Top 25 Divine Moments & Accomplishments of 2012

by Caitlin Rose KenneyImage

photo: Balinese blessing basket and offerings.

A friend and a colleague told me to write down 25 things I was proud of or happy about that happened in 2012. My initial reaction to this exercise was “This is a bit hokey, but hey, focusing on positive things can’t hurt.”

While there was certainly a lot of change in the air during 2012, it wasn’t as “divine” or as “terrible” as everyone predicted it to be. I am remembering being at John Friend’s workshop in Denver during November 2011 and the prediction for 2012 was “transitioning from humanity to divinity” with the warning “this could hurt!” This prediction contained two of our favorite words in the yoga world “humanity” and “divinity” (we like “transition” too). Before I delve into 25 amazing things that happened in 2012, I’d like to speak to the implications of how we relate to the word “divinity”.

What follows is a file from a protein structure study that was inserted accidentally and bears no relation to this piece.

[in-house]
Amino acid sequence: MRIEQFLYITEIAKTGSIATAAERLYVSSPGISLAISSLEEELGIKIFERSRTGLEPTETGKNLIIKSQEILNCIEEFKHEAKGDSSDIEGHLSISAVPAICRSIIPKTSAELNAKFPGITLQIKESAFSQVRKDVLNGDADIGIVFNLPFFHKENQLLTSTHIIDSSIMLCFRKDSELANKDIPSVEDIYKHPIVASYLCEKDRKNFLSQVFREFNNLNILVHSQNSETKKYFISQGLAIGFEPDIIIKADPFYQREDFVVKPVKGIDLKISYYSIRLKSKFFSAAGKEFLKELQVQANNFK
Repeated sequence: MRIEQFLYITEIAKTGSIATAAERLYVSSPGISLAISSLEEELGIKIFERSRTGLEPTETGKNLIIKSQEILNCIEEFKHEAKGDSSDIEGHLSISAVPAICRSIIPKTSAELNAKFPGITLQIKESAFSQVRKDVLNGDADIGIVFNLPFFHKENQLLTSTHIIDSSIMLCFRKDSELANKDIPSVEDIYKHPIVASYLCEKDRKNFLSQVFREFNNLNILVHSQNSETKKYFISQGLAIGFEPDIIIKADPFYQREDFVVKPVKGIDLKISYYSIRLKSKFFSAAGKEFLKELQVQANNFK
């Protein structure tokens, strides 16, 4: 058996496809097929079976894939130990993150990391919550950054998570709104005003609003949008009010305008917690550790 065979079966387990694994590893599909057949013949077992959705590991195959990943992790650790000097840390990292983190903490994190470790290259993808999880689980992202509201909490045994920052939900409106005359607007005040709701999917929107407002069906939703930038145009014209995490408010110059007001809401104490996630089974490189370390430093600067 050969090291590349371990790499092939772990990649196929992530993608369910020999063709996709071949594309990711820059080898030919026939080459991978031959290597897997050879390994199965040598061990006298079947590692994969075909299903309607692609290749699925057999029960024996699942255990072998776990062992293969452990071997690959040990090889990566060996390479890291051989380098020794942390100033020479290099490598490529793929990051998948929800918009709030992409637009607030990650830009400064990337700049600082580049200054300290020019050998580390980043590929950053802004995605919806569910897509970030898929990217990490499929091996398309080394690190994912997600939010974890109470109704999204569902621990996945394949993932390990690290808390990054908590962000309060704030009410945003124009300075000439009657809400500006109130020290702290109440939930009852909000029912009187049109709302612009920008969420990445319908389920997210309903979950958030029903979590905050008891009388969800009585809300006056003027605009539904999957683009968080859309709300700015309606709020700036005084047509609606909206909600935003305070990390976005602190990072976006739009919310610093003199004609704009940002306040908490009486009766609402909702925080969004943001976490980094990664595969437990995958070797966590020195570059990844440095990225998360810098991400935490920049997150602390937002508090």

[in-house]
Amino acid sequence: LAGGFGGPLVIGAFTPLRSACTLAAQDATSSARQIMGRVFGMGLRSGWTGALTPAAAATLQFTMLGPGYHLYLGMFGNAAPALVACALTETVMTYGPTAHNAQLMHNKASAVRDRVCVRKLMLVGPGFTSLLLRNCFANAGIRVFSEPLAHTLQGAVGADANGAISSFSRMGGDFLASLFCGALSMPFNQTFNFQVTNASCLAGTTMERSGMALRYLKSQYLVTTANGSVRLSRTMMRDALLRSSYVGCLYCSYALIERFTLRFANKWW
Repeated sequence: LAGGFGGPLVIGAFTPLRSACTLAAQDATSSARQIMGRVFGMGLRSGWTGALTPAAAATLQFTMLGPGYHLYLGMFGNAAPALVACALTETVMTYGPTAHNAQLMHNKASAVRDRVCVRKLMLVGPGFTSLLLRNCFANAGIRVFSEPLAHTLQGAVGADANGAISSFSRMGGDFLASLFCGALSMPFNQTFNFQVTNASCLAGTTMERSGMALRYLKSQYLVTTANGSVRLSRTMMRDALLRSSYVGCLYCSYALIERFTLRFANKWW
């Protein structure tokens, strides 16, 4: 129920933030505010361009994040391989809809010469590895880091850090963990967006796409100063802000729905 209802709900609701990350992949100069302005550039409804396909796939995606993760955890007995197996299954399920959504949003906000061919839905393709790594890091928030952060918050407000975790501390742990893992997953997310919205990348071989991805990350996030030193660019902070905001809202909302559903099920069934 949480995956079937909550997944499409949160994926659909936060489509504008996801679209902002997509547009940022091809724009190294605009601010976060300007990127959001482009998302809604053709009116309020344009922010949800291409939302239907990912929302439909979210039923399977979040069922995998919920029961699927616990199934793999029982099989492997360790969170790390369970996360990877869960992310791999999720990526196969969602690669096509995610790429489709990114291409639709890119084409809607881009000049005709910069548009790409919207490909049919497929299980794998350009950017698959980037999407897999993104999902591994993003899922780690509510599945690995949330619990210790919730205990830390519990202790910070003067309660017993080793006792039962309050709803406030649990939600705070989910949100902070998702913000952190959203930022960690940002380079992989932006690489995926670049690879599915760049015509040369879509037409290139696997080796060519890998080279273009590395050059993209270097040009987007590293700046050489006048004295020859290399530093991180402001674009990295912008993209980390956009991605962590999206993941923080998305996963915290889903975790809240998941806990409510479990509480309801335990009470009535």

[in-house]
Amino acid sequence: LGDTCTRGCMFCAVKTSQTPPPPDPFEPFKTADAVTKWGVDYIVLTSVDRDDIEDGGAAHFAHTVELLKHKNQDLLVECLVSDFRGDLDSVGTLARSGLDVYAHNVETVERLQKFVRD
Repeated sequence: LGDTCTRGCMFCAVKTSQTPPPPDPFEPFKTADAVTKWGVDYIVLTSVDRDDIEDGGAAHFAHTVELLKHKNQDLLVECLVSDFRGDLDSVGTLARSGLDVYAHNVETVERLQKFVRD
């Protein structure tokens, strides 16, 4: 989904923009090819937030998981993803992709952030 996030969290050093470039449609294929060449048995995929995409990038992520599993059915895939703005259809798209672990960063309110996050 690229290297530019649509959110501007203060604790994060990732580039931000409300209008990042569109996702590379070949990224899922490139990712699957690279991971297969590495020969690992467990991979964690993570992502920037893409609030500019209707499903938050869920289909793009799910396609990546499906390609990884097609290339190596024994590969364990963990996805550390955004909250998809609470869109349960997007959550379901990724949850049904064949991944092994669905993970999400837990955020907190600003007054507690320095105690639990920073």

The definition of divinity is the quality of being divine, godhood, deity or having divine attributes: ranking below god and above human. What is inherent in both the definition of divinity and our cultural integration of the word is a sense of hierarchy; that being divine is better than being human. If being divine is better than being human than it is no small leap to organize further by saying that being human is better than being animal. The focus many yogis have formed on being divine and hailing others who are “enlightened”, “gurus” or “teachers” has proved to be a faltering system of hierarchy. Divinity has been used as a justification for corruption, exploitation, immorality and irresponsibility. The yoga world is neither alone nor immune to this historical pattern.